Sudden shifts in my plans are nothing, not when those shifts are launched in response to massive dislocations in others’ lives. My wife and I had spent a very restive night at the Best Western Premier in Bryan, Texas, thanks to extremely thin walls and very loud neighbors; they were brothers who had loud voices and little need for sleep. After that unhappy night, we were on our way to visit my brother an hour or so drive away when I discovered that I had a voice message on my cell phone. It was a friend and former sister-in-law, explaining that her husband had suffered a major health trauma the night before; she asked us to call. The call had come in two or three hours earlier, but my phone is not reliable and, so, we did not know she had called until I just happened to check messages. I pulled over and returned the call; I got voice mail, so I left a message. I learned later she was with her husband, trying to keep him from pulling out IVs and the like in his medicated state. Shortly thereafter, I received a call from my niece, who said she was on her way to be with her mother. I allowed that we would return home if things looked like we might be needed. I would have turned and headed right home, but the previous night’s sleeplessness had resulted in our move to a new room when we got up that morning, and all our belongings were in the new room. Plus, we were heading to see my brother for a short visit. We decided to continue the visit.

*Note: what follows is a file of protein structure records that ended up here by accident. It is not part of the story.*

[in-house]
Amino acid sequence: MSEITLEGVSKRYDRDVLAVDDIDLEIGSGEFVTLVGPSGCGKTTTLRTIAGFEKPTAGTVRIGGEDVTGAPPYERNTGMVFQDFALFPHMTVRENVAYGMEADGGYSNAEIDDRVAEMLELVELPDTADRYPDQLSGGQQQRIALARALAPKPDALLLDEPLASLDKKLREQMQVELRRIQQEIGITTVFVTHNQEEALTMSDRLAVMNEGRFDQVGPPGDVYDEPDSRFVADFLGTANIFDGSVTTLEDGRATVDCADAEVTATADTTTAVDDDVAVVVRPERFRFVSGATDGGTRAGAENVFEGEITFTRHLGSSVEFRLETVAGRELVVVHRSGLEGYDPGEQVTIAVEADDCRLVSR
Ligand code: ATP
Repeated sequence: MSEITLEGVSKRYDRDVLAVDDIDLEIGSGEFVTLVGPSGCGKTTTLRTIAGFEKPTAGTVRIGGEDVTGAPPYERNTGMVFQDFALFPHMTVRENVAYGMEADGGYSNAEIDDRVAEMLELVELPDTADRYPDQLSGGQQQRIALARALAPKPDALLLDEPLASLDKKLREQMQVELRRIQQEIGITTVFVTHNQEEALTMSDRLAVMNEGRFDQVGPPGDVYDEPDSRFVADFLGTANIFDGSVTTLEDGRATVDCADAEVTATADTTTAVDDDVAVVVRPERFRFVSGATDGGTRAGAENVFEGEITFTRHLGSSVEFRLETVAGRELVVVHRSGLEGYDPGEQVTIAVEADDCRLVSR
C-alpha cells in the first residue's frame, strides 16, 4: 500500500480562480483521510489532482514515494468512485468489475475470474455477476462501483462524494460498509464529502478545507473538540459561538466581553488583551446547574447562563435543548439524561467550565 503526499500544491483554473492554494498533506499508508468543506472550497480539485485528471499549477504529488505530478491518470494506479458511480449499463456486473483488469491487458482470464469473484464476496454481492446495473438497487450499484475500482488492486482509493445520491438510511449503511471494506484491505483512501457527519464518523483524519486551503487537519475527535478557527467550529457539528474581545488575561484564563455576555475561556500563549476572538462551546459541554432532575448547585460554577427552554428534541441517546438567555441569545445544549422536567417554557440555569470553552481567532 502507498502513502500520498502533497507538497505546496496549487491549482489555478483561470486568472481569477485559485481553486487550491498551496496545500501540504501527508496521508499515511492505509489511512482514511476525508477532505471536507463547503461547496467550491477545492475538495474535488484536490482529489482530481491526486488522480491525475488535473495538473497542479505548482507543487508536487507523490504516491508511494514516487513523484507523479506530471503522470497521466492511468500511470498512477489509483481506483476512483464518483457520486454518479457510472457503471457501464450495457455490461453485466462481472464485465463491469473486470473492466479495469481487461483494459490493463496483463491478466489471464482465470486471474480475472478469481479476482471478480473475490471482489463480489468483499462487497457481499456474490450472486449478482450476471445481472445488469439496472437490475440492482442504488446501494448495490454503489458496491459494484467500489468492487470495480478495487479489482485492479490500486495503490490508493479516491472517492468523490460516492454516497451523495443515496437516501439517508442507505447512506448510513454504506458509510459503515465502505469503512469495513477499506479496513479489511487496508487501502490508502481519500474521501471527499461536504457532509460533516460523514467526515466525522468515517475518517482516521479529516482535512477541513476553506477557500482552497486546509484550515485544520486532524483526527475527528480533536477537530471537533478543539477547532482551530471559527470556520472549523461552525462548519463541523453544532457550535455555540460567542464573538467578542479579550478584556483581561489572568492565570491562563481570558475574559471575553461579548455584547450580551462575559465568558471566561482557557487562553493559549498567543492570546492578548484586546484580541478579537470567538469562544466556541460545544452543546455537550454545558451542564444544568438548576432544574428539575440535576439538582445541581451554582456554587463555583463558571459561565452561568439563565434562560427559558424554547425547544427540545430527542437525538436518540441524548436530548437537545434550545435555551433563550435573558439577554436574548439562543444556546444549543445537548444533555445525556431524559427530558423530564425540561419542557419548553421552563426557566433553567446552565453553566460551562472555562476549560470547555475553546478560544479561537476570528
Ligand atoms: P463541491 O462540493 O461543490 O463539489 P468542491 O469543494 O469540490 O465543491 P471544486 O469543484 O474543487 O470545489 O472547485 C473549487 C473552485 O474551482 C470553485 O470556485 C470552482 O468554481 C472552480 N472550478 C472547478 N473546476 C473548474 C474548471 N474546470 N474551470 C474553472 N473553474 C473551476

A couple of hours later, we were on our way back to Bryan. Our plan was to visit the George H.W. Bush Presidential Library. We did. But we kept in touch, via traded messages. And we had another commitment, with other friends, in Tomball, for this morning. So we decided to stay over last night, zip over to Tomball, visit with friends, then head back to Hot Springs Village. And we did all that. Tonight, we are home; tired, beat, weary, but in far better shape than my friend. So, tomorrow I hope to visit him and offer some support and solace to his wife. I look forward to the time when this is an uncomfortable memory; when everything that caused the shift in plans is a memory with little import. That’s what I look forward to and hope for. But, life can change in an instant. Sudden changes can be wonderful or they can be catastrophic. These lessons matter.